Substance abuse is a primary factor in the delinquent behavior of many youth. Delinquency and drugs affect communities across America. Adolescent substance abusers are more difficult to treat than adult substance abusers. The pressures created by physical, hormonal, and emotional changes produce stressors that are magnified by typical adolescent developmental drives for individuality, separation, autonomy, and social acceptance (NCJRS, 2000).
In an effort to understand the seriousness of juvenile substance abuse, one must look at the trends in alcohol and other drug use. The following summarizes recent trends in substance abuse among youth in the United States:.
Youth in the general population have reported steadily rising levels of alcohol and other drug use since 1992, but levels of use have not returned to the peak rates reported in the 1980's (Substance Abuse and Mental Health Services Administration [SAMHSA], 1998; Johnston, O'Malley, and Bachman, 1998).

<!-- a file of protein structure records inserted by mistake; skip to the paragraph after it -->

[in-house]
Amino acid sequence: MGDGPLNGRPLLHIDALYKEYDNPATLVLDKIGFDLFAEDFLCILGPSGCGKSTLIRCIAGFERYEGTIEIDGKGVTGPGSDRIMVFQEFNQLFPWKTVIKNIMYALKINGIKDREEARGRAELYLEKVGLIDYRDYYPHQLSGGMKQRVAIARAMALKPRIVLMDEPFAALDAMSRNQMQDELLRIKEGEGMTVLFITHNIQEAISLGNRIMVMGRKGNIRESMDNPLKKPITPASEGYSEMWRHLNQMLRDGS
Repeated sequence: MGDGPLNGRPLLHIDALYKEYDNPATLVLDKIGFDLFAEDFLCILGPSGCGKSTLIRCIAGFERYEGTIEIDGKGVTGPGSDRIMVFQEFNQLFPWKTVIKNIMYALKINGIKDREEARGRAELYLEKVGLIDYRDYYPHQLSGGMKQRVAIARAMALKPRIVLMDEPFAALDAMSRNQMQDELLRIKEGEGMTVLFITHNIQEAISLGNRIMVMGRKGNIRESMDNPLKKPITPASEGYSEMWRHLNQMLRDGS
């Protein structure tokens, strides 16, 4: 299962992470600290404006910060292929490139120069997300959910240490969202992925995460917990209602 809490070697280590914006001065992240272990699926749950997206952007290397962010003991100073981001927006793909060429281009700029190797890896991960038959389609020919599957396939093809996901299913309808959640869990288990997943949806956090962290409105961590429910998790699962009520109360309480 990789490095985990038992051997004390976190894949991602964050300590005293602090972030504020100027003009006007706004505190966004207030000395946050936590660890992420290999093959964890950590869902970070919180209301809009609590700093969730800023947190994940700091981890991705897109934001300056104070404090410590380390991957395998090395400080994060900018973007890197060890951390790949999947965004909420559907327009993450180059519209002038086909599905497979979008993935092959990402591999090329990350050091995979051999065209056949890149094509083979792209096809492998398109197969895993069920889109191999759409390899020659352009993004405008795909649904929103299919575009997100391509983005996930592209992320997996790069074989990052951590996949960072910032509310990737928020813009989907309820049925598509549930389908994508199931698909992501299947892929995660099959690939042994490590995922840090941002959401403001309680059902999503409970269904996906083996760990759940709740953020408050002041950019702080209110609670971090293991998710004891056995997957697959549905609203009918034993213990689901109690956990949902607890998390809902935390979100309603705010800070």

Youth are beginning to use alcohol and other drugs at earlier ages, and use increases steadily with age (SAMHSA, 1998; Johnston, O'Malley, and Bachman, 1998).
As youth perceive that alcohol and other drugs are less harmful than they previously believed their attitudes about the use of alcohol and other drugs become less negative, their use of these substances increases (SAMHSA, 1998; Johnston, O'Malley, and Bachman, 1998).
Among male youth entering the juvenile justice system in 13 cities across the country, between 40.3 percent and 68.7 percent tested positive for illicit drugs at arrest or booking according to the 1998 report of the Drug Abuse Monitoring Program (National Institute of Justice [NIJ], 1999).
Male juveniles with drug offenses have the highest rates of positive urinalyses for illegal drugs, but property and violent offenses clearly are also linked to drug use (NIJ, 1998). National data about substance abuse by female delinquents is not available.